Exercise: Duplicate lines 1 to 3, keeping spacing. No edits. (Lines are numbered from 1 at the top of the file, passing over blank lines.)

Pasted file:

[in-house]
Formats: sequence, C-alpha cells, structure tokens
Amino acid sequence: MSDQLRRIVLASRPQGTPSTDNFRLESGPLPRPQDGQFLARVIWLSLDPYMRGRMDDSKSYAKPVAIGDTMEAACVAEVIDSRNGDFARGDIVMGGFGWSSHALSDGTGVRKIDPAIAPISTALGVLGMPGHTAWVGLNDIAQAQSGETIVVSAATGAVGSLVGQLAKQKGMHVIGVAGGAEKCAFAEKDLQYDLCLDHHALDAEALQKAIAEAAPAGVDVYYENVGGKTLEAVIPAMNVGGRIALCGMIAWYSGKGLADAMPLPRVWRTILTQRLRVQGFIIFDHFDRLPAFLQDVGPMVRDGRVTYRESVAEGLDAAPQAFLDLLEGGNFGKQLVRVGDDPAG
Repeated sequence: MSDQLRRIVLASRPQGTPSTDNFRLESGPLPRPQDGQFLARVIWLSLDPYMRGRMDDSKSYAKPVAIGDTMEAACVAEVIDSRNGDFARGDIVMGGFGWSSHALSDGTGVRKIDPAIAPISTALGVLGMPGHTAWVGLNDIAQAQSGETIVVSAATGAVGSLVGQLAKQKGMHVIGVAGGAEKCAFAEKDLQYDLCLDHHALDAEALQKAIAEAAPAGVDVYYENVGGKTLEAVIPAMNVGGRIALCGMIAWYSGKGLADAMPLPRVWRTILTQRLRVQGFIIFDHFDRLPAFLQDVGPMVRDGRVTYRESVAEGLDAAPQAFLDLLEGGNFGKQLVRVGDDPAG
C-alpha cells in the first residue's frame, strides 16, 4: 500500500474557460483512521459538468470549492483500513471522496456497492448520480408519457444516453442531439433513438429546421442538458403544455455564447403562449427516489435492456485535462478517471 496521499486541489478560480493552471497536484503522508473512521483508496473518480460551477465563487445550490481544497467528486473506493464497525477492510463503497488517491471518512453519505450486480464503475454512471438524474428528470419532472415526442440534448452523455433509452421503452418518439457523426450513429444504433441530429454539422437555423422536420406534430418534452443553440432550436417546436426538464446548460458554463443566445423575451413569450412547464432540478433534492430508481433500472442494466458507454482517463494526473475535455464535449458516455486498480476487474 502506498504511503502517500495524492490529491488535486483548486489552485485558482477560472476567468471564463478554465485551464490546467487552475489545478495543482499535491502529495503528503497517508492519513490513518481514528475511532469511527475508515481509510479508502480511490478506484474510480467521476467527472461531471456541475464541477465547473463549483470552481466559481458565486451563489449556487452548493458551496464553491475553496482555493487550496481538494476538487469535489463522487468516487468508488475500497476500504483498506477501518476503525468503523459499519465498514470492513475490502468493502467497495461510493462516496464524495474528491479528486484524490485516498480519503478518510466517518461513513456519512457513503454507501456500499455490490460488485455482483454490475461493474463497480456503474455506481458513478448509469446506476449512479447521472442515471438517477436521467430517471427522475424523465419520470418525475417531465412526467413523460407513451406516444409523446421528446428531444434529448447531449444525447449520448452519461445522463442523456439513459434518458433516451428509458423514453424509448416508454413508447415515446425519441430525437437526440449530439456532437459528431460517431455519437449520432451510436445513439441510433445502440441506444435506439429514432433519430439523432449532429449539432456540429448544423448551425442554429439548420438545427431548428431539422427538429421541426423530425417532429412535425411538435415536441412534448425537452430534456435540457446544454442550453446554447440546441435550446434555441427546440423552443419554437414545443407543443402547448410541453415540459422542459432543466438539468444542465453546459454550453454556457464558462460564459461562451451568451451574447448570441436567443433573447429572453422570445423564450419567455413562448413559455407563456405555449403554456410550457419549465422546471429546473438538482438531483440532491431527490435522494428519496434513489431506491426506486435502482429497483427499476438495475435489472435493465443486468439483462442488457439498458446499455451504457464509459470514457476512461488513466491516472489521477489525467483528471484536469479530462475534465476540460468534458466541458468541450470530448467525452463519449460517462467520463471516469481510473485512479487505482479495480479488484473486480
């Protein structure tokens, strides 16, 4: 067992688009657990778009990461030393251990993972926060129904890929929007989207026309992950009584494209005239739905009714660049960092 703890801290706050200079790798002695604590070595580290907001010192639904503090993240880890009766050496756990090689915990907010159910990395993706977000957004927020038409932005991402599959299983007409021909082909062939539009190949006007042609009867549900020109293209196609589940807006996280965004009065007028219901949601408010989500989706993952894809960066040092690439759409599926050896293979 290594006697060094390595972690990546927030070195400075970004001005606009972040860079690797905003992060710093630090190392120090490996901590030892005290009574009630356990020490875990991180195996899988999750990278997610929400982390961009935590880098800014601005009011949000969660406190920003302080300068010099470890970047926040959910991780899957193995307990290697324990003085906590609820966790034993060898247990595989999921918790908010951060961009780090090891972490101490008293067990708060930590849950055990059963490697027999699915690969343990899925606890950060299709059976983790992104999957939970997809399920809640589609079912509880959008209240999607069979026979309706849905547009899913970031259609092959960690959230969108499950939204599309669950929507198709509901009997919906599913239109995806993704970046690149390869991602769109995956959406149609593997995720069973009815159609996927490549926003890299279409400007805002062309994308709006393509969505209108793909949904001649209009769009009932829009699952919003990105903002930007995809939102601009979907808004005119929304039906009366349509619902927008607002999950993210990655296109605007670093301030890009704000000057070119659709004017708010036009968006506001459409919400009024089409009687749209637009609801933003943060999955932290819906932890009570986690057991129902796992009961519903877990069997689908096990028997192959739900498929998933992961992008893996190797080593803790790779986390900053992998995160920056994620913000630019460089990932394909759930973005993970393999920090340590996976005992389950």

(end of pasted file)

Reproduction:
[in-house]
Formats: sequence, C-alpha cells, structure tokens
Amino acid sequence: MSDQLRRIVLASRPQGTPSTDNFRLESGPLPRPQDGQFLARVIWLSLDPYMRGRMDDSKSYAKPVAIGDTMEAACVAEVIDSRNGDFARGDIVMGGFGWSSHALSDGTGVRKIDPAIAPISTALGVLGMPGHTAWVGLNDIAQAQSGETIVVSAATGAVGSLVGQLAKQKGMHVIGVAGGAEKCAFAEKDLQYDLCLDHHALDAEALQKAIAEAAPAGVDVYYENVGGKTLEAVIPAMNVGGRIALCGMIAWYSGKGLADAMPLPRVWRTILTQRLRVQGFIIFDHFDRLPAFLQDVGPMVRDGRVTYRESVAEGLDAAPQAFLDLLEGGNFGKQLVRVGDDPAG